From start to finish, Sicario is a masterclass in building tension.

It delivers some of the year’s most gut-wrenching action scenes and refuses to pull any punches. It places the viewer into the centre of some really awful situations and doesn’t let us look away, at times making for a decidedly difficult viewing experience.

Anchored by three sophisticated and understated performances that lend the film’s questions of morality a definite heft, Sicario is a film that will grip you, wind your nerves tight, and stay with you long after the credits roll.

Sicario follows Kate Mercer (Emily Blunt), the leader of a special FBI hostage rescue team. The film opens with one of these rescue attempts, a raid on a house in Arizona that goes awry. Kate and her team take a couple of losses in the fight and uncover something brutal that indicates Mexican drug cartel involvement. Kate then agrees to join a clandestine task force she knows very little about with the promise of getting at the men responsible.

From this point on there is a sense that Kate, and we the viewers, are completely out of our depth. We are introduced to Matt Graver (Josh Brolin) and his partner Alejandro Gillick (Benicio del Toro), who are in charge of the operation and both of whom play their cards agonisingly close to their chest.

As the film moves forward to new places and people, we’re left racing to keep up, constantly asking questions and never managing to get the full picture.

In most films this would be frustrating, and it threatens to become so here, but what keeps it together is that we’re sharing this experience with the main character, and Blunt’s performance perfectly mirrors the feelings of the viewer. As such, rather than lose interest and stop paying attention, we cannot help but huddle closer to Kate and invest in her character.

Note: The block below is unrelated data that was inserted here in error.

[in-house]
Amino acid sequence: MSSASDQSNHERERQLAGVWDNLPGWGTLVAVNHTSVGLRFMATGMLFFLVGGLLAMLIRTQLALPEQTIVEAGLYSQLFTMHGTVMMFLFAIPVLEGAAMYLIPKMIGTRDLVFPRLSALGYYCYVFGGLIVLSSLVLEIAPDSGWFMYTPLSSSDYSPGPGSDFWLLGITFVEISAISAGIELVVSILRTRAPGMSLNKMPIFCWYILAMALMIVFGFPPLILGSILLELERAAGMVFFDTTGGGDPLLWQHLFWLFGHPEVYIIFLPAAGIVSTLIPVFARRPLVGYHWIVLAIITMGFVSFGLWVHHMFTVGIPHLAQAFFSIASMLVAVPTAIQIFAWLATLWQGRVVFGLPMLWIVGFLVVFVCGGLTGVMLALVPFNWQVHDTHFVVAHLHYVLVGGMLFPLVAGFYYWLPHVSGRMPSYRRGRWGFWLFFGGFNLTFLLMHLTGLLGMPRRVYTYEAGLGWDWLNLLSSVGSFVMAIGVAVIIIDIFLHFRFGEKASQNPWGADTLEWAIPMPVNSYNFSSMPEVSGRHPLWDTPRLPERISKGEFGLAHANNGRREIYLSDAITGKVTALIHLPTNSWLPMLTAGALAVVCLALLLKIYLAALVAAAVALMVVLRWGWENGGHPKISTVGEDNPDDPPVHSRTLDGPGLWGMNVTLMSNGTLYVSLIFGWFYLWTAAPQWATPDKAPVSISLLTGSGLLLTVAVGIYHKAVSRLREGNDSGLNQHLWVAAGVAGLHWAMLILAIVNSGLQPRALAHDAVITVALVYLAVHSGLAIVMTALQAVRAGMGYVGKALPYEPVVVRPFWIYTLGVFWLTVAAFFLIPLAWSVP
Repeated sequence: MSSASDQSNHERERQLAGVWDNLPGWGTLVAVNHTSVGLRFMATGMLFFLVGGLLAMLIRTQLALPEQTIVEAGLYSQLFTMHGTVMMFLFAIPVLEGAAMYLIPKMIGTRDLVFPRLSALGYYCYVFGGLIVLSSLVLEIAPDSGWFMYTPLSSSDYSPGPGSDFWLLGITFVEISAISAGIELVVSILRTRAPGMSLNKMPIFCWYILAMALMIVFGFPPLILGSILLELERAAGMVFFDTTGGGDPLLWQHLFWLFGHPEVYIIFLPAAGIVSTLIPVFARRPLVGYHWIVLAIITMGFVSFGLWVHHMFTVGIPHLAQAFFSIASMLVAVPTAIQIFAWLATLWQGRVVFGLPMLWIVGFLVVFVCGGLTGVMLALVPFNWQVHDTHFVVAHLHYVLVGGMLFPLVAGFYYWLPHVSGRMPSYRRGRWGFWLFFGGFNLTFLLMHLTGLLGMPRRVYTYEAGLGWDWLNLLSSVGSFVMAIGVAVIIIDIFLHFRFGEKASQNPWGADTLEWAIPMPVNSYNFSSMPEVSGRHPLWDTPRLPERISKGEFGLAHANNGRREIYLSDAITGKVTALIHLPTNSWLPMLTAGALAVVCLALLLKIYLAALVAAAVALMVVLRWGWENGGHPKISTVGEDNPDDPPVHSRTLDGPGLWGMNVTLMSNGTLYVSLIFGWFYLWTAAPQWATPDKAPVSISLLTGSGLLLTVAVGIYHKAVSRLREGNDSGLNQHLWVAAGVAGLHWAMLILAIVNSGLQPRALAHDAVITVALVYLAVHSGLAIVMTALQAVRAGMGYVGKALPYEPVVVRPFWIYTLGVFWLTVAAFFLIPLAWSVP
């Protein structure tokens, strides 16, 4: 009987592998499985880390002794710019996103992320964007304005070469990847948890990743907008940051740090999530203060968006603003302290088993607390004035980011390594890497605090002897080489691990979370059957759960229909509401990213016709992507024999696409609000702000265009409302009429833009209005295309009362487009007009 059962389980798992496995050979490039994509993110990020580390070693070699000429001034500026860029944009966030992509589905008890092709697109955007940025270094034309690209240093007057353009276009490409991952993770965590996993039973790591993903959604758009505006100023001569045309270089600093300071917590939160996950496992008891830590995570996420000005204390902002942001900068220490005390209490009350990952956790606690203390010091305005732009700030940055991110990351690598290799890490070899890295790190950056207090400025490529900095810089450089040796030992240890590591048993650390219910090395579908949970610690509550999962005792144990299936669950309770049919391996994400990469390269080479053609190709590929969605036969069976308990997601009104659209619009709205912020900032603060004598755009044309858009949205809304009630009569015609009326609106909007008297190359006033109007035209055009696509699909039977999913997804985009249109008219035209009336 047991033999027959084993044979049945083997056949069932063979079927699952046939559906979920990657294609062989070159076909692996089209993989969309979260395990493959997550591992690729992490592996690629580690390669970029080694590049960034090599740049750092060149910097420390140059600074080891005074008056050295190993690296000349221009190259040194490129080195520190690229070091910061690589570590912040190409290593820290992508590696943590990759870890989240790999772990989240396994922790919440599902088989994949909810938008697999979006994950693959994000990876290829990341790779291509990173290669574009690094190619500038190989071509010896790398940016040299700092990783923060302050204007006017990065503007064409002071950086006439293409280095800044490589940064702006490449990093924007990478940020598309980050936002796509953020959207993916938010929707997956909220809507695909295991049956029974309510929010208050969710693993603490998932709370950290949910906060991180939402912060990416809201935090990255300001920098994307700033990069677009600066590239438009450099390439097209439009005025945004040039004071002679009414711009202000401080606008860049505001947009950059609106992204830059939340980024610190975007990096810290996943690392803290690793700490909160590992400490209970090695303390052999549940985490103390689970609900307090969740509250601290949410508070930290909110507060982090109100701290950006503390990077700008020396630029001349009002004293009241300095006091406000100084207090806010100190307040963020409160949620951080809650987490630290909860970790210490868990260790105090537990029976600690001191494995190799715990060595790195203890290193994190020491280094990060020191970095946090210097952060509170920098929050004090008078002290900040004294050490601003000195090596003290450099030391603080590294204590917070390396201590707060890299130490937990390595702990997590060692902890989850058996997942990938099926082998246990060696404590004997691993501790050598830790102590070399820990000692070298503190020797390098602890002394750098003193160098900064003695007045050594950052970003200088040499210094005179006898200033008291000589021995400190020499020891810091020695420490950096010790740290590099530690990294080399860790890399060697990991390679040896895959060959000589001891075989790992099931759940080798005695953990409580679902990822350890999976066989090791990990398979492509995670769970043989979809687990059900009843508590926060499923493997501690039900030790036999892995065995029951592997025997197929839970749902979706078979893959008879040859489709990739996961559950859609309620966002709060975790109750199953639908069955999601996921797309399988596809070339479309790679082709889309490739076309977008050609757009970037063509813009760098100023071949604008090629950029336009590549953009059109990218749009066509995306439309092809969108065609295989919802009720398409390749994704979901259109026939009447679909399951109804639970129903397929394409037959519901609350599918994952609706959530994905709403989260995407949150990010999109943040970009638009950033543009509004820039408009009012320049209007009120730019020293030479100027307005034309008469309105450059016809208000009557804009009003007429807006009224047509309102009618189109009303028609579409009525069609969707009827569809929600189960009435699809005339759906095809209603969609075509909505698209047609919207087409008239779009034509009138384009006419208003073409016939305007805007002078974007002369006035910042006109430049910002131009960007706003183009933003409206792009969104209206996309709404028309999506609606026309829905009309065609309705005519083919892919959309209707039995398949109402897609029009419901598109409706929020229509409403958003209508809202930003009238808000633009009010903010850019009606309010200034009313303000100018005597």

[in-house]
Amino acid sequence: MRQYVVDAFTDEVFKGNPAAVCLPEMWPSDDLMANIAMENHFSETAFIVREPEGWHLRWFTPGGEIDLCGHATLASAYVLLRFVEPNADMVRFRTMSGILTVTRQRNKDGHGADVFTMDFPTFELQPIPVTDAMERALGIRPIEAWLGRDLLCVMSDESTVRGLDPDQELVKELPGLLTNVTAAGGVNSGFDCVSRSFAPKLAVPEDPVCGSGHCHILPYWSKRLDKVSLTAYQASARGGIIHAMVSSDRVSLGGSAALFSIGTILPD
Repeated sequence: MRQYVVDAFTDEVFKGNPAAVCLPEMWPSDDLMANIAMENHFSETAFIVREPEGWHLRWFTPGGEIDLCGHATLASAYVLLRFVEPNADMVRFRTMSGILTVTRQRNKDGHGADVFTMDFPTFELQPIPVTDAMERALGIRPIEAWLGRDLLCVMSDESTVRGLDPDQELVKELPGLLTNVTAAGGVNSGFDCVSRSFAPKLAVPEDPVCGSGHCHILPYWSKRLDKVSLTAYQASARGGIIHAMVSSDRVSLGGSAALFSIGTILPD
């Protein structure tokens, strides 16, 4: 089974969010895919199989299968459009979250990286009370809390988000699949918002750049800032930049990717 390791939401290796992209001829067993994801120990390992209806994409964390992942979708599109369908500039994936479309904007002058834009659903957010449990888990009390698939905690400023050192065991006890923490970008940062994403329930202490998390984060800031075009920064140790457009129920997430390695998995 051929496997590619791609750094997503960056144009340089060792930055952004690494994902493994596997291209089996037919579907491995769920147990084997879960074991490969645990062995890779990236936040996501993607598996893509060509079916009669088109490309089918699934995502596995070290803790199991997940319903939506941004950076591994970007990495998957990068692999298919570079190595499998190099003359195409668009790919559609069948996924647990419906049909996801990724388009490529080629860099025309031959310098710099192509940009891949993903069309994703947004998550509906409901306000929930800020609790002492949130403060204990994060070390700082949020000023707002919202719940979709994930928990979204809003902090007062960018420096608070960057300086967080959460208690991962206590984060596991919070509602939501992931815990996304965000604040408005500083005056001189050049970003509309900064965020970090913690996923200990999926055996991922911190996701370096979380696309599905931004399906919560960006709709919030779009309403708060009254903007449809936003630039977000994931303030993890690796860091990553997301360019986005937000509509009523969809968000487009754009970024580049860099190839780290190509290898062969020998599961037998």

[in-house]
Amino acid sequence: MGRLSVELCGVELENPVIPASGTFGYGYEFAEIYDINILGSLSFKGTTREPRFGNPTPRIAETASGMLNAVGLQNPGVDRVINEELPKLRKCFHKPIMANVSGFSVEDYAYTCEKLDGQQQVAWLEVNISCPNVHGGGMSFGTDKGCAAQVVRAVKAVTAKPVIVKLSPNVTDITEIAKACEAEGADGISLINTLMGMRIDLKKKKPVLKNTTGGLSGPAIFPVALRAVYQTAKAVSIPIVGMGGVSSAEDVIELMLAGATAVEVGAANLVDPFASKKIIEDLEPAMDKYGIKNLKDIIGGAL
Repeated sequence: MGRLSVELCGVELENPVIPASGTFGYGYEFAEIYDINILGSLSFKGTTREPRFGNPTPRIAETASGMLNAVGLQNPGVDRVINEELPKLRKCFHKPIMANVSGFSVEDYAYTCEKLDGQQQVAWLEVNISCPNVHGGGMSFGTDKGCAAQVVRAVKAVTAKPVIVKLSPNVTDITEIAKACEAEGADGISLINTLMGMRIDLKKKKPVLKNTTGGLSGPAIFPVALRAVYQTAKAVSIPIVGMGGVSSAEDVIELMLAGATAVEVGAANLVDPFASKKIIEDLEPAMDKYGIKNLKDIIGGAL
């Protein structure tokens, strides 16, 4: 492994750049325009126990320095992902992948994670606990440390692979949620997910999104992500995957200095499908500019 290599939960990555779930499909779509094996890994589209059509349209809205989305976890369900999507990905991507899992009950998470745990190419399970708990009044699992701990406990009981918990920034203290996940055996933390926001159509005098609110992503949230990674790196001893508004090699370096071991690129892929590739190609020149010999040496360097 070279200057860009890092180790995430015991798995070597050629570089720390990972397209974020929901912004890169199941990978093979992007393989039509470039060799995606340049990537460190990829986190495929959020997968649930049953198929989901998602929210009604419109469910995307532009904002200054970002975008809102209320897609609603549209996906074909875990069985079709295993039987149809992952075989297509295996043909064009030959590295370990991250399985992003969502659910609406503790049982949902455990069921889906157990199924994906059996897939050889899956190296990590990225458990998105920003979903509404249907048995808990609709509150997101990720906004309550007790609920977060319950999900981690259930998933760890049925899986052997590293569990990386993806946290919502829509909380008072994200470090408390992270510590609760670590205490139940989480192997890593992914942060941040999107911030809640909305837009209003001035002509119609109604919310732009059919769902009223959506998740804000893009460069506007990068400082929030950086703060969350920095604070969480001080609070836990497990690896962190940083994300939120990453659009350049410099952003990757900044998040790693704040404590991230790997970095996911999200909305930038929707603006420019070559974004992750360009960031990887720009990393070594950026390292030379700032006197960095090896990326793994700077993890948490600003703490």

The film never stops building tension, lending a sense of constant movement towards something. It applies the slow-burn to great effect: the film transitions through imposing wide-shots layered over a grinding bass line that will loosen your teeth a little.

Of course there are the action scenes, but it is in the quieter moments, where the soundtrack and the dialogue alone keep tightening the knot of tension in your stomach, that Sicario really shows its value.

When it has to go loud, Sicario goes loud. Each action scene is shot in a way that makes the viewer feel claustrophobic, keeping us close to Kate and making us more aware of what we can’t see than what we can. The gunshots are absolutely deafening and each gunfight overwhelms the senses.

All of the film’s best elements come together in one sequence in particular: a scene consisting of a drive through the city of Juarez. The vastness of the city weighs down on the audience from our view from inside the car, a sense of dread slowly settling over us as scenes of brutal cartel violence pass by and the city begins to feel like a very dangerous place, the sequence culminating in perhaps the most intense traffic jam ever committed to film.

Emily Blunt is as good as she has ever been as Kate Mercer, bringing a finely balanced blend of toughness and vulnerability, of idealism and determination to the character. Benicio del Toro gives a nuanced, laconic performance as Alejandro, a questionable character of clear single-mindedness whose hidden identity and motive drive the film forward towards the end. Josh Brolin is assured playing Matt, a charming but instantly suspicious character who spends much of the movie looking like he’s finding it far too easy to justify the means with the ends.

Sicario’s story occupies itself with the difficult questions surrounding the conflict between US law enforcement and the cartels that traffic drugs across the Mexican border.

Matt is concerned with cutting out the root of the problem, fighting fire with fire. He and Alejandro apply questionable methods throughout and begin to indicate an ulterior motive, and a revelation during the film’s conclusion is sure to leave the viewer with their own opinions on a problem for which there are no easy solutions.

The film does well to avoid drawing any clear lines between good sides and bad, but only takes short glances at how organised crime affects the people of Mexico, who are surely the true victims in all this.

There are stronger depictions of America’s war on drug trafficking to be found elsewhere, but luckily Sicario’s themes and characters are strong enough to be regarded more broadly than as specific to this topic.

The cinematography is crisp and defined, and the direction is taut and gripping. Sicario could be the best thriller of the year.

Rating: 8/10

Age 15 certificate

Running time: 121 mins

By Thom Whyte

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